More than a few analysts were curious to see how Mary Barra would handle delivering bad news on her first earnings call as CEO of General Motors, when she reported that fourth-quarter profit had come in well below expectations.
What those analysts got was a vintage dose of Barra being Barra.
Take the following exchange between Barra and Morgan Stanley Analyst Adam Jonas.
Jonas: "If you were to isolate the single biggest challenge or threat facing the company—both in your domestic market and then separately in your international markets—love to hear your thoughts."
Barra: "Well, I guess I will ..."
Jonas: "Keep in mind, I'm a glass-half-empty kind of guy, so sorry."
Barra: "OK, and I'm a glass-half-full kind of person, so I would kind of characterize it as opportunities. I mean, clearly, I think we've got a strong product cadence. I think we're getting the recognition in the product cadence, but we need to continue to build our brands."
The bottom line: Barra is not going to change the game plan for expanding GM's business.
(See: GM's European money pit)
What stands out about Barra's first earnings call is that it was kind of boring. Did GM earnings fall far short of analyst estimates? You bet. But this call was all about Barra and new CFO Chuck Stevens emphasizing the automaker's growth plan (and restructuring plan for Europe) were not changing.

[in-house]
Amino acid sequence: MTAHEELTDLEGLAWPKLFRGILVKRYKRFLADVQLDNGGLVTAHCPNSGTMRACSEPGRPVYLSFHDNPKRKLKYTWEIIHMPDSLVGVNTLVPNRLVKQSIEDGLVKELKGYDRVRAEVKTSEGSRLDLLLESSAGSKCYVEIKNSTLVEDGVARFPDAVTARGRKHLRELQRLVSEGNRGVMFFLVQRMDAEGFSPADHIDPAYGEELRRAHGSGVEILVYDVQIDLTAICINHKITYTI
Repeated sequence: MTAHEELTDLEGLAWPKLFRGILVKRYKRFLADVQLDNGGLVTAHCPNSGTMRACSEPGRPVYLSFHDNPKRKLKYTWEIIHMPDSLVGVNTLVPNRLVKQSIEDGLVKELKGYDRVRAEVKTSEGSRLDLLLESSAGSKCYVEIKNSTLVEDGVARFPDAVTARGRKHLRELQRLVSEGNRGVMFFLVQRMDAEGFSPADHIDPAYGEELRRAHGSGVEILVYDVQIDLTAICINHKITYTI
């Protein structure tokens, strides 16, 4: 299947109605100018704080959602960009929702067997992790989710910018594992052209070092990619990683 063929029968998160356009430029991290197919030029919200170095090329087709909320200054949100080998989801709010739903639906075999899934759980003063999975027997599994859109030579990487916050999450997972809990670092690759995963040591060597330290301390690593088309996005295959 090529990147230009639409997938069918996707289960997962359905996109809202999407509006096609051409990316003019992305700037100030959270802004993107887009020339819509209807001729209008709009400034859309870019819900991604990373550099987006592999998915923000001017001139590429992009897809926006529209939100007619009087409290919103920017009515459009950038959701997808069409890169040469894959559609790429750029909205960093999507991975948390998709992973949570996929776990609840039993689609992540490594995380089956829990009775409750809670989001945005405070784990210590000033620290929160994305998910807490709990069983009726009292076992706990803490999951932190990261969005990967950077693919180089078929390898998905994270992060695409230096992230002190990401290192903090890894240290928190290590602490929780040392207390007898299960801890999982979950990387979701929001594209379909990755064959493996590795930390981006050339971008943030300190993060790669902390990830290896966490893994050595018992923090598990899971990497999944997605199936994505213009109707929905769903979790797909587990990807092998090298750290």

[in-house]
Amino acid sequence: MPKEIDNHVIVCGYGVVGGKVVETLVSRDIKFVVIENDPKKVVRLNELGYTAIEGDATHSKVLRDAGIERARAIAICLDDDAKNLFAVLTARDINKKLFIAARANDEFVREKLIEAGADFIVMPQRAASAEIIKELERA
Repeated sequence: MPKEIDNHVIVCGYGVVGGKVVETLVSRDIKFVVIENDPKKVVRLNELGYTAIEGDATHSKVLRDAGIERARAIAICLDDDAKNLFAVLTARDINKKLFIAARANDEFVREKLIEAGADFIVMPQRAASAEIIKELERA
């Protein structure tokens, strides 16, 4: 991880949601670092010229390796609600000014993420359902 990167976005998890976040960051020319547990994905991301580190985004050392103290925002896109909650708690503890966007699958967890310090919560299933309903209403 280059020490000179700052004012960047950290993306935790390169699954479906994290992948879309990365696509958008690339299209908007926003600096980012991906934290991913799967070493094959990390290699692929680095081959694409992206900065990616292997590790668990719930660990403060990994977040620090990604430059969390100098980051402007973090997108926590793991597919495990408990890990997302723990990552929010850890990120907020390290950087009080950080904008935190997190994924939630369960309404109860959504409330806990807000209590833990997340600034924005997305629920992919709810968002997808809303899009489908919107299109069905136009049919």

Time and again, the CEO told analysts that her focus was making sure GM is profitable wherever it does business around the world.
"I think we have a strong foundation, but now we really need to take advantage of it," she said.
It was a simple message that connected with Wall Street.
Joe Spak, an analyst with RBC Capital Markets, thinks she did a good job with her first earnings call.
"Mary left me with the impression she's got a great grasp of what's going on with the business, what needs to get done to get GM from where they are right now to where they want to be," he said.
(Read more: GM reports ugly earnings miss)
Shine that spotlight elsewhere
While Barra has been CEO for less than a month, she is not one who clamors for the spotlight. In fact, she's shown herself to be willing to let other executives handle product launches or take the lead with quarterly earnings.
In this case, Stevens did media interviews explaining the earnings miss. On the analyst call, he handled more questions than Barra.
But more importantly, when she speaks publicly as CEO, the message is always the same: We know what we need to do to take GM to the next level.
We have heard that message from GM executives in the past. Unfortunately, they either failed to deliver or were out of the C-suite before they could make a lasting impression.
Now Barra has a chance to show that GM can truly do things differently.
And if she's right, the spotlight will find her, whether she wants it or not.
Questions? Comments? BehindTheWheel@cnbc.com.